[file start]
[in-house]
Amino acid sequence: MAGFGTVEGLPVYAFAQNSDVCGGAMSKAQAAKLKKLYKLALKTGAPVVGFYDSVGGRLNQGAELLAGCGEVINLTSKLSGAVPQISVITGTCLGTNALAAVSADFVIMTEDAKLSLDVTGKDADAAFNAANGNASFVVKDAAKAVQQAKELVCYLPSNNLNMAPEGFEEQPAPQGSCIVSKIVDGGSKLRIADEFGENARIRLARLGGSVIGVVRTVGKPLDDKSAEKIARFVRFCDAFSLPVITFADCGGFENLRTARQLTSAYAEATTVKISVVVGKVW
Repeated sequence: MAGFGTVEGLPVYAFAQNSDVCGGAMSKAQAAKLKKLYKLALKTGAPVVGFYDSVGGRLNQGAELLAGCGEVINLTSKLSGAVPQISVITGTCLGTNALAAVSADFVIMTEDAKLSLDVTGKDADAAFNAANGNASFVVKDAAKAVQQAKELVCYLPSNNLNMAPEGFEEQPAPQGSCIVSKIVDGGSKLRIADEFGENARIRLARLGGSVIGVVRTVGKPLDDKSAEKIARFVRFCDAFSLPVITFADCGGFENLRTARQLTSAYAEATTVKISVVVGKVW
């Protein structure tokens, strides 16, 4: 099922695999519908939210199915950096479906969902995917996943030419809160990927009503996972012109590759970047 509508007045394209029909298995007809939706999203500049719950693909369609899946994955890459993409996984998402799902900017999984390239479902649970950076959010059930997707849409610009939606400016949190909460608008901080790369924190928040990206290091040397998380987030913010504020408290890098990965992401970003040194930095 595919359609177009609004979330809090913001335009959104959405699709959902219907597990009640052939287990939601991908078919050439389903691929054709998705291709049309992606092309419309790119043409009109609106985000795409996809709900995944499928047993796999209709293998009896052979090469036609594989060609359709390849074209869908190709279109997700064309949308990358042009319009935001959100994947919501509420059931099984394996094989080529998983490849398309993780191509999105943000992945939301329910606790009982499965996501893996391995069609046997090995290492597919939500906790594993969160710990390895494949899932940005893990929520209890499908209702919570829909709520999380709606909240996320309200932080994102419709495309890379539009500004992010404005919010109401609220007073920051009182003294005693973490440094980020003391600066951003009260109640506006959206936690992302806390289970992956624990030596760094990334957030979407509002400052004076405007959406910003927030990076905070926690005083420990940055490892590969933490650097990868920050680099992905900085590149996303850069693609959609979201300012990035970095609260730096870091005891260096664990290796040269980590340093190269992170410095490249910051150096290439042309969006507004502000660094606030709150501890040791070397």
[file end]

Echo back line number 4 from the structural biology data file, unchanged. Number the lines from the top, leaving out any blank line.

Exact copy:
């Protein structure tokens, strides 16, 4: 099922695999519908939210199915950096479906969902995917996943030419809160990927009503996972012109590759970047 509508007045394209029909298995007809939706999203500049719950693909369609899946994955890459993409996984998402799902900017999984390239479902649970950076959010059930997707849409610009939606400016949190909460608008901080790369924190928040990206290091040397998380987030913010504020408290890098990965992401970003040194930095 595919359609177009609004979330809090913001335009959104959405699709959902219907597990009640052939287990939601991908078919050439389903691929054709998705291709049309992606092309419309790119043409009109609106985000795409996809709900995944499928047993796999209709293998009896052979090469036609594989060609359709390849074209869908190709279109997700064309949308990358042009319009935001959100994947919501509420059931099984394996094989080529998983490849398309993780191509999105943000992945939301329910606790009982499965996501893996391995069609046997090995290492597919939500906790594993969160710990390895494949899932940005893990929520209890499908209702919570829909709520999380709606909240996320309200932080994102419709495309890379539009500004992010404005919010109401609220007073920051009182003294005693973490440094980020003391600066951003009260109640506006959206936690992302806390289970992956624990030596760094990334957030979407509002400052004076405007959406910003927030990076905070926690005083420990940055490892590969933490650097990868920050680099992905900085590149996303850069693609959609979201300012990035970095609260730096870091005891260096664990290796040269980590340093190269992170410095490249910051150096290439042309969006507004502000660094606030709150501890040791070397």